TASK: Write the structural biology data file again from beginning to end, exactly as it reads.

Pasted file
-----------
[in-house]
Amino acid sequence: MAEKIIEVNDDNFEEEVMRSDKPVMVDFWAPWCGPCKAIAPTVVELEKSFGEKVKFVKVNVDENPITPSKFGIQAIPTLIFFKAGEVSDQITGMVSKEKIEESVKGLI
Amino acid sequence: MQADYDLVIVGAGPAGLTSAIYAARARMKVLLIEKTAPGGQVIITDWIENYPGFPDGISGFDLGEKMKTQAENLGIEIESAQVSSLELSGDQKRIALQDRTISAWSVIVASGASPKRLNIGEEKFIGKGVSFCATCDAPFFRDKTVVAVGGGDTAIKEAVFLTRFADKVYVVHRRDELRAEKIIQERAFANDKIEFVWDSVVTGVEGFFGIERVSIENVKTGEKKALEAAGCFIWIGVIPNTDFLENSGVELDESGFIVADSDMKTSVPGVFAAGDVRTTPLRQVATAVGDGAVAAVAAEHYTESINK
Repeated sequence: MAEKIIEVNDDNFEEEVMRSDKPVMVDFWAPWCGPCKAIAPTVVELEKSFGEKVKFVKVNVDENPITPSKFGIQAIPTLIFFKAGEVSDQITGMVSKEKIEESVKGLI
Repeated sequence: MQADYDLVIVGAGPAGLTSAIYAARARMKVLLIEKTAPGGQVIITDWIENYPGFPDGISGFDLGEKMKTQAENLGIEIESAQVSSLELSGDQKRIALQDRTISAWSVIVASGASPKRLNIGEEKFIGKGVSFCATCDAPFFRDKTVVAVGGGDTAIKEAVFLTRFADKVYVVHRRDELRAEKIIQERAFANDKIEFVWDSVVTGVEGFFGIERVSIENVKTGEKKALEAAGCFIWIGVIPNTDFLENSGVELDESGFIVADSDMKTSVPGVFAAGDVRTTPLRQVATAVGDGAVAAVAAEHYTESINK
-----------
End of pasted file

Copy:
[in-house]
Amino acid sequence: MAEKIIEVNDDNFEEEVMRSDKPVMVDFWAPWCGPCKAIAPTVVELEKSFGEKVKFVKVNVDENPITPSKFGIQAIPTLIFFKAGEVSDQITGMVSKEKIEESVKGLI
Amino acid sequence: MQADYDLVIVGAGPAGLTSAIYAARARMKVLLIEKTAPGGQVIITDWIENYPGFPDGISGFDLGEKMKTQAENLGIEIESAQVSSLELSGDQKRIALQDRTISAWSVIVASGASPKRLNIGEEKFIGKGVSFCATCDAPFFRDKTVVAVGGGDTAIKEAVFLTRFADKVYVVHRRDELRAEKIIQERAFANDKIEFVWDSVVTGVEGFFGIERVSIENVKTGEKKALEAAGCFIWIGVIPNTDFLENSGVELDESGFIVADSDMKTSVPGVFAAGDVRTTPLRQVATAVGDGAVAAVAAEHYTESINK
Repeated sequence: MAEKIIEVNDDNFEEEVMRSDKPVMVDFWAPWCGPCKAIAPTVVELEKSFGEKVKFVKVNVDENPITPSKFGIQAIPTLIFFKAGEVSDQITGMVSKEKIEESVKGLI
Repeated sequence: MQADYDLVIVGAGPAGLTSAIYAARARMKVLLIEKTAPGGQVIITDWIENYPGFPDGISGFDLGEKMKTQAENLGIEIESAQVSSLELSGDQKRIALQDRTISAWSVIVASGASPKRLNIGEEKFIGKGVSFCATCDAPFFRDKTVVAVGGGDTAIKEAVFLTRFADKVYVVHRRDELRAEKIIQERAFANDKIEFVWDSVVTGVEGFFGIERVSIENVKTGEKKALEAAGCFIWIGVIPNTDFLENSGVELDESGFIVADSDMKTSVPGVFAAGDVRTTPLRQVATAVGDGAVAAVAAEHYTESINK